top of page

Placebo Isn't What You Think it is - Placebo Effect Myths Debunked

New age "gurus" often promote the placebo effect as evidence of psychological healing, or as a means to justify expensive placebo treatments, such as homeopathy, crystal healing, acupuncture, and even "dream healing". Unfortunately these claims stem from a deep misunderstanding of what the placebo effect actually is, namely non-specific effects and illusions.

The Placebo Effect isn't What You Think it Is

The placebo effect is one of the most widely misunderstood concepts. Myths regarding the nature of placebo abound. Sadly these are often promoted by well-meaning but misinformed professionals.

Most importantly, the placebo effect isn't a single effect at all. In reality it is an umbrella term used to categorize what is measured in the placebo arm of a clinical trial. In other words the placebo effect is the measurement of the combined influence of multiple factors that make up the difference between no treatment at all and a placebo treatment.

This difference can be made-up of multiple placebo effects, for example:

  • Self limiting illnesses - Many illnesses, such as the flu or common cold, will resolve themselves without treatment. In other words, you can do absolutely nothing at all and recover. In these circumstances, even a treatment with zero influence can give the illusion of benefit.

  • Regression to the mean - If the symptoms of an illness flare, it is highly probable that they will return to baseline without intervention. Again, any action considered as a treatment (even if entirely ineffective) undertaken during a symptomatic flare can give the impression of benefit due to the natural regression to baseline symptoms. Indeed, a common nocebo effect (the negative version of placebo) occurs when patients visit their doctor for a blood pressure reading. Results are often considerably higher on the first few readings due to a spike in stress. Fortunately, in this case, regression to the mean allows doctors to discard these initial readings and wait until blood pressure returns to baseline. Aka "White Coat Syndrome".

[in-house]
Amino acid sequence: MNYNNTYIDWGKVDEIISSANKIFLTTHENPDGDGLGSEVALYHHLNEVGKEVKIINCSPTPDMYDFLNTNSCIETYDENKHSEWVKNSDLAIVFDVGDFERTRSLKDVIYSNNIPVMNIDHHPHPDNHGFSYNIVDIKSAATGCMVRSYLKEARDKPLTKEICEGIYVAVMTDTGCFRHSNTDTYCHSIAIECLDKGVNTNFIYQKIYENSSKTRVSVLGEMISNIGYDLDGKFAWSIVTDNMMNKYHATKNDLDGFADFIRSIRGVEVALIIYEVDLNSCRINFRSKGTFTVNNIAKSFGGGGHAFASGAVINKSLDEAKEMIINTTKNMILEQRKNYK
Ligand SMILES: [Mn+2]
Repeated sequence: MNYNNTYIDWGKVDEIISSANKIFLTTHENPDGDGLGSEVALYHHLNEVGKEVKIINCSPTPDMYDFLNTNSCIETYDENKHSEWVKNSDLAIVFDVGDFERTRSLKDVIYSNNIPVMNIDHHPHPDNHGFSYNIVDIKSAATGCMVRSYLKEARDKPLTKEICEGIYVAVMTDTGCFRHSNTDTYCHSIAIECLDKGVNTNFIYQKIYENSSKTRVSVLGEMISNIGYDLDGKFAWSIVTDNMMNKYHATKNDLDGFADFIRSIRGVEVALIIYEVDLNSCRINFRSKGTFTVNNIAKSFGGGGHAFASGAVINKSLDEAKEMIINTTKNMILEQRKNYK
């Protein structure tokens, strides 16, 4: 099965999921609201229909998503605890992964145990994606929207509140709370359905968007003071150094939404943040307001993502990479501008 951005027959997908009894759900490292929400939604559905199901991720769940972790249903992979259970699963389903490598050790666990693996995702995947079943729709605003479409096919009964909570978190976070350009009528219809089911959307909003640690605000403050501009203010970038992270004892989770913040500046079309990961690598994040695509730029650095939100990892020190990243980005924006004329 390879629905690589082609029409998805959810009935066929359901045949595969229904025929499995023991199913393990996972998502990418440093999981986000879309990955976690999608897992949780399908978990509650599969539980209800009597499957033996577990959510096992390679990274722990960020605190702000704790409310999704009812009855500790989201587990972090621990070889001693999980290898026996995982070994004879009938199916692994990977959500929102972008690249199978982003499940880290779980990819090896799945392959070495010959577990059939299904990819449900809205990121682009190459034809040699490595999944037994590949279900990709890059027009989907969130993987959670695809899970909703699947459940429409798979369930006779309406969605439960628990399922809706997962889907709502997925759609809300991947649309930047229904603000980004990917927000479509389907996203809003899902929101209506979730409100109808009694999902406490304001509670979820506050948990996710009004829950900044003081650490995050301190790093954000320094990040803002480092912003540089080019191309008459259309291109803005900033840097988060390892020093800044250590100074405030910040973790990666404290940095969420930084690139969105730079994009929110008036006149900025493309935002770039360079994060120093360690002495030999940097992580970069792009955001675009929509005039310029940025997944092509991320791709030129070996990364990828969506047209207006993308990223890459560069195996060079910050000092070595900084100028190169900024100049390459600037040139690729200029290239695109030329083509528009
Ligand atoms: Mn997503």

• Optimism - A belief that one is working towards recovery can have a positive impact on a patients mood, this can lead to a subjective change in the patients interpretation of symptoms. In other words, while the symptoms may not change, a happy and hopeful patient is likely to experience them in a more positive light.

  • Bias in reporting - People want to recover and to believe that their treatment is beneficial. This can lead to misinterpretation, misreporting, and a bias in objectivity. Equally, doctors and researchers generally want their treatments to work, which can lead to a subtle social pressure on the patient to report favourably on their condition.

As you can see, none of the above placebo effects have any relationship to the mind's ability to heal the body. They are simply factors that may create the illusion of benefit for a treatment that offers none.

In other words it is the subjective PERCEPTION and REPORTING of "healing" and may have absolutely no basis in genuine physical healing.

These effects, among others, are collectively referred to as the placebo effect, and it is the influence of these effects, often in combination, that are measured as the placebo effect in clinical trials.

The placebo effect is not some mystical "mind over matter" healing process, but a combination of varied influences that can create the illusion of treatment efficacy where there is none.